LOVE, TARA,LEELA,GRACE,KAUR (2019) Relating shale mineralogy and microstructure to swelling activity: using Na-bentonite/sand pellets as a synthetic shale. Masters thesis, Durham University.
Shale formation instability presents significant challenges to oil and gas operations. Clay minerals within shale may react with water-based fluids (WBFs) causing swelling, aggregation of shale cuttings on the drill string (bit balling) and potentially wellbore collapse. Factors affecting clay hydration downhole still require investigation.
The swelling response of shale was studied to understand swelling-mechanisms, and potential causes, that lead to shale instability. The relationship between mineralogical composition, compaction pressure and formation age were investigated and related to shale-fluid interaction mechanisms within a wellbore region.
Expansive clay minerals typically associated with swelling-related shale instability are smectite or mixed-layer clays. Wyoming bentonite (montmorillonite-clay) has high absorption and swelling rates when hydrated, and for this reason, was used as an analogue for rich sub-sea shale formations. Artificial shale cores were made by varying quartz content (0-30%) and quartz size fractions (125-250 μm, >250-300 μm and >300 μm). Sample preparation conditions were varied with two compaction pressures (44.25 MPa, 88.50 MPa) and three compaction-time (5, 8 and 10 minutes) intervals.
Clay swelling experiments frequently involve monitoring the one-dimensional displacement with time of an initially dry clay core as it imbibes water from a supply at its base. While KCl is predominantly used in drilling and completion fluids to reduce the hydration of shales and thereby swelling-related instability, the purpose of these novel experiments was to ascertain how mineralogy impacts swelling of shale. Therefore, NaCl brine (0.5 and 2 mol/L concentrations) was selected for the electrolyte to induce lattice expansion within the clay.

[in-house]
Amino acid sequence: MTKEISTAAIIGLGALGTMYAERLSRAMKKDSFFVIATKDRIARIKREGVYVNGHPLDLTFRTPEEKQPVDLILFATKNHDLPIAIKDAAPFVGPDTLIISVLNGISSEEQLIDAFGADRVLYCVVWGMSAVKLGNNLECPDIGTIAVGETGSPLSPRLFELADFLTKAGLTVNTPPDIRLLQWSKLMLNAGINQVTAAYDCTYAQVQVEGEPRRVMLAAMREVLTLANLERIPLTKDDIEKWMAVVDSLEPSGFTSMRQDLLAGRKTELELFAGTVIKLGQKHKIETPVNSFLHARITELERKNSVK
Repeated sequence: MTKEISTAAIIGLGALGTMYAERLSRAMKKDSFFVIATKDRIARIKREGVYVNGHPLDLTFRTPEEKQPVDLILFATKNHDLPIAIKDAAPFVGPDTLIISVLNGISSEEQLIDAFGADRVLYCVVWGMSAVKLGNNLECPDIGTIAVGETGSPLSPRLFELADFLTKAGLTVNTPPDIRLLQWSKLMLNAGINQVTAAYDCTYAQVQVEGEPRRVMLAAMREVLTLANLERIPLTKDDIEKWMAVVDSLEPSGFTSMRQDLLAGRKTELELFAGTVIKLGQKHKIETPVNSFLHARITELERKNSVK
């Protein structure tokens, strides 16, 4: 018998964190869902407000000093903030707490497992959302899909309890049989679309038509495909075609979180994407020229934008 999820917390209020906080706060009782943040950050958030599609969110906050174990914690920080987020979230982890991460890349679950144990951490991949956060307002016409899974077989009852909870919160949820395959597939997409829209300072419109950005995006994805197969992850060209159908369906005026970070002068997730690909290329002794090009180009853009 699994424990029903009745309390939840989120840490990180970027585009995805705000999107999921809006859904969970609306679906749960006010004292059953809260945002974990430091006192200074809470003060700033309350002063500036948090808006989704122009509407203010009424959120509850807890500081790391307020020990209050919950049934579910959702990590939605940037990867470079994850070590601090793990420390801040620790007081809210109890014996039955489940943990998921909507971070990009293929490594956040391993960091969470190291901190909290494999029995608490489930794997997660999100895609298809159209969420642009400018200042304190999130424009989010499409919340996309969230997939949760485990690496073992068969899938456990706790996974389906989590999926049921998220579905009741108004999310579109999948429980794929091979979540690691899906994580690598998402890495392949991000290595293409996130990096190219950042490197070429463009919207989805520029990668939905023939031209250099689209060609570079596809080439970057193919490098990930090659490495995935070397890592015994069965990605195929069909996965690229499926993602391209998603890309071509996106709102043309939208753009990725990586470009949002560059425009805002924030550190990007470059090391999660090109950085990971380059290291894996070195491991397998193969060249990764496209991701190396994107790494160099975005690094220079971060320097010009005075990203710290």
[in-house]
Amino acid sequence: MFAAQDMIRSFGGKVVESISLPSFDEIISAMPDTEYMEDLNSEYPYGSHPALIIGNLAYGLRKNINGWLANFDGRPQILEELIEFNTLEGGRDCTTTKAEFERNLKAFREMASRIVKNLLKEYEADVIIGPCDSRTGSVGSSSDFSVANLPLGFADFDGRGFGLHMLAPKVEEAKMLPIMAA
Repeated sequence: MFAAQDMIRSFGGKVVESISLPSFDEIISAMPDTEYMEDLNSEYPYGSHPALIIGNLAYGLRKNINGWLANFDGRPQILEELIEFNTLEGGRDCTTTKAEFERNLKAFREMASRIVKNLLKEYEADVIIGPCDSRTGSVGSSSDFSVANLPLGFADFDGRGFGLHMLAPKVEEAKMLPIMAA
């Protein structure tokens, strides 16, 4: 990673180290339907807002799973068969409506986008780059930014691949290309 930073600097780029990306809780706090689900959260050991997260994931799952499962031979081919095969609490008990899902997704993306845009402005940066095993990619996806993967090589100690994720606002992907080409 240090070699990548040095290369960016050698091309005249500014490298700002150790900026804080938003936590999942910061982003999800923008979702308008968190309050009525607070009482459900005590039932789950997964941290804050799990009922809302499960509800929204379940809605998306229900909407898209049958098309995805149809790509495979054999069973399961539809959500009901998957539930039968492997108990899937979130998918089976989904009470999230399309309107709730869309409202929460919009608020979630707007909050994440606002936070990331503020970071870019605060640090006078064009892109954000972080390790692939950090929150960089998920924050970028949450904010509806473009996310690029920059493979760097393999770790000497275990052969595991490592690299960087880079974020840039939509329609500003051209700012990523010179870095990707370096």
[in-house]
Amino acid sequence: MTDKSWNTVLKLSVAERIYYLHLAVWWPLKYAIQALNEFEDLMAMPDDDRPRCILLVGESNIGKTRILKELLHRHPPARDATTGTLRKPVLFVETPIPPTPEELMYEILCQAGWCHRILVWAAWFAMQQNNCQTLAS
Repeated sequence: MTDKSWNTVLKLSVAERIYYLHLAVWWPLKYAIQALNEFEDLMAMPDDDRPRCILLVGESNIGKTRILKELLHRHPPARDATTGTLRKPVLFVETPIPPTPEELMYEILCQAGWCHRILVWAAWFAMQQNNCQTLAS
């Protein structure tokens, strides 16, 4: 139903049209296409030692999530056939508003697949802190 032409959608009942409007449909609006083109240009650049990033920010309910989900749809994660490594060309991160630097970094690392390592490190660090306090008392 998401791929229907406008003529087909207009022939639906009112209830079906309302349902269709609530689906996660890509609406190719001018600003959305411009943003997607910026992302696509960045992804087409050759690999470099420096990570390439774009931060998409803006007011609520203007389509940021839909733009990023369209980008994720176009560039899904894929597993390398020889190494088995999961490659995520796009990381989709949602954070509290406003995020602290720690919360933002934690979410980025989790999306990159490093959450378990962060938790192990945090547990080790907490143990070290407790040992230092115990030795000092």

The data implies that increasing burial depth (i.e. pressure increase) has a less significant effect upon swelling and instability than previously thought. Instead, the age of the sediment (i.e. compaction time) appears to have the most significant impact upon the structure of the rock, and thereby, the swelling. Other variables that were found to have a significant effect on the maximum swelling of an artificial core were quartz (%) content and saline concentration (>0.5 mol/L).
Some formations with water-sensitive clays do not always exhibit swelling behaviour, and it can be challenging to predict the response of these rocks to aqueous fluids downhole. These results indicate that dispersing capabilities, cementation, bedding orientation (i.e. diagenetic history) and pore water chemistry are all significant variables when predicting or testing for shale stability.
|Item Type:||Thesis (Masters)|
|Award:||Master of Science|
|Keywords:||Swelling, Clay, Hydration, Shale instability, Water based muds|
|Faculty and Department:||Faculty of Science > Earth Sciences, Department of|
|Copyright:||Copyright of this thesis is held by the author|
|Deposited On:||14 Oct 2020 15:00|